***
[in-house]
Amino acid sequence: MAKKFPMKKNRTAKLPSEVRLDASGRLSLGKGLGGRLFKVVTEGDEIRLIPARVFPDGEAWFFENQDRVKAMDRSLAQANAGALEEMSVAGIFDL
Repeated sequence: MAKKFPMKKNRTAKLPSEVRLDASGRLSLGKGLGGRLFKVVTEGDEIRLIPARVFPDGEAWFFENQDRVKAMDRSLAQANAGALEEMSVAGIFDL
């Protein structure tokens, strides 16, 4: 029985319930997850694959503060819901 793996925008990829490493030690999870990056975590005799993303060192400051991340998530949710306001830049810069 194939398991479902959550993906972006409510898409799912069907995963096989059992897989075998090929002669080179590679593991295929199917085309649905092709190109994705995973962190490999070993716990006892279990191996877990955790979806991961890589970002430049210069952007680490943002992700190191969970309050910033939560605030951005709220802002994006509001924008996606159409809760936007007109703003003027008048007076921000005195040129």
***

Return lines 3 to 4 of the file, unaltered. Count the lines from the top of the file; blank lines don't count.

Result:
Repeated sequence: MAKKFPMKKNRTAKLPSEVRLDASGRLSLGKGLGGRLFKVVTEGDEIRLIPARVFPDGEAWFFENQDRVKAMDRSLAQANAGALEEMSVAGIFDL
């Protein structure tokens, strides 16, 4: 029985319930997850694959503060819901 793996925008990829490493030690999870990056975590005799993303060192400051991340998530949710306001830049810069 194939398991479902959550993906972006409510898409799912069907995963096989059992897989075998090929002669080179590679593991295929199917085309649905092709190109994705995973962190490999070993716990006892279990191996877990955790979806991961890589970002430049210069952007680490943002992700190191969970309050910033939560605030951005709220802002994006509001924008996606159409809760936007007109703003003027008048007076921000005195040129």